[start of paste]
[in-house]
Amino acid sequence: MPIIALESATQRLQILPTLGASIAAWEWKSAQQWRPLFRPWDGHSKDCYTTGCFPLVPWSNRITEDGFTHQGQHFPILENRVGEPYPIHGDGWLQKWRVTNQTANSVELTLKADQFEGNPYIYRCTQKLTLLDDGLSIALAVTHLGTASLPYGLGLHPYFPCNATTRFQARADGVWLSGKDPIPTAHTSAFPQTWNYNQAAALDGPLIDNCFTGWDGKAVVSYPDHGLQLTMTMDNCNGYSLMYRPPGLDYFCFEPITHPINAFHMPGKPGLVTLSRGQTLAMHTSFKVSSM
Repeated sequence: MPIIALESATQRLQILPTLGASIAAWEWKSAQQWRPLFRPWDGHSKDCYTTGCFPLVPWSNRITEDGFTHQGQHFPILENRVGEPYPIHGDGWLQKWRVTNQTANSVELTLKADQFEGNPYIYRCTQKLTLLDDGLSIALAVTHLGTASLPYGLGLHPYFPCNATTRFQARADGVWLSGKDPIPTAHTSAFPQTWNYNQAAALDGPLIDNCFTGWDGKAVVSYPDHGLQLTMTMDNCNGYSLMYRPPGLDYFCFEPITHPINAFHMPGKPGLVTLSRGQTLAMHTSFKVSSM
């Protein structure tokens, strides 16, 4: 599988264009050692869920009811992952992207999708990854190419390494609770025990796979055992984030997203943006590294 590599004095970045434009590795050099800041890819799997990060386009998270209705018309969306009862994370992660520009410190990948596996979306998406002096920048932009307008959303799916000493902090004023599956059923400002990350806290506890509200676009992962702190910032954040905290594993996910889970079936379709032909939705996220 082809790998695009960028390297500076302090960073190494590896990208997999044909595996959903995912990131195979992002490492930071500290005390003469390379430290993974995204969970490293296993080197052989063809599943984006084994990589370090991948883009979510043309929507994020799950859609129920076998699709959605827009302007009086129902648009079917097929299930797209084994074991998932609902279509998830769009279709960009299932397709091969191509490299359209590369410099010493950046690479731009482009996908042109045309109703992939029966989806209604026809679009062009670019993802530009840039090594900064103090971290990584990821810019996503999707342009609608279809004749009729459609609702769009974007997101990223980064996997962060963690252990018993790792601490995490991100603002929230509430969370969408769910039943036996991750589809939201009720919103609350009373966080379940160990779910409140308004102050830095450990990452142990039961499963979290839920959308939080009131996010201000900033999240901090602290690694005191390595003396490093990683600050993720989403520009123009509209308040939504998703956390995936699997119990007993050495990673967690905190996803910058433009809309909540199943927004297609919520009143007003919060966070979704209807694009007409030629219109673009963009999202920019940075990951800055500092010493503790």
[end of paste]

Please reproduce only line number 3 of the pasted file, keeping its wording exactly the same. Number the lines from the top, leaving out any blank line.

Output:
Repeated sequence: MPIIALESATQRLQILPTLGASIAAWEWKSAQQWRPLFRPWDGHSKDCYTTGCFPLVPWSNRITEDGFTHQGQHFPILENRVGEPYPIHGDGWLQKWRVTNQTANSVELTLKADQFEGNPYIYRCTQKLTLLDDGLSIALAVTHLGTASLPYGLGLHPYFPCNATTRFQARADGVWLSGKDPIPTAHTSAFPQTWNYNQAAALDGPLIDNCFTGWDGKAVVSYPDHGLQLTMTMDNCNGYSLMYRPPGLDYFCFEPITHPINAFHMPGKPGLVTLSRGQTLAMHTSFKVSSM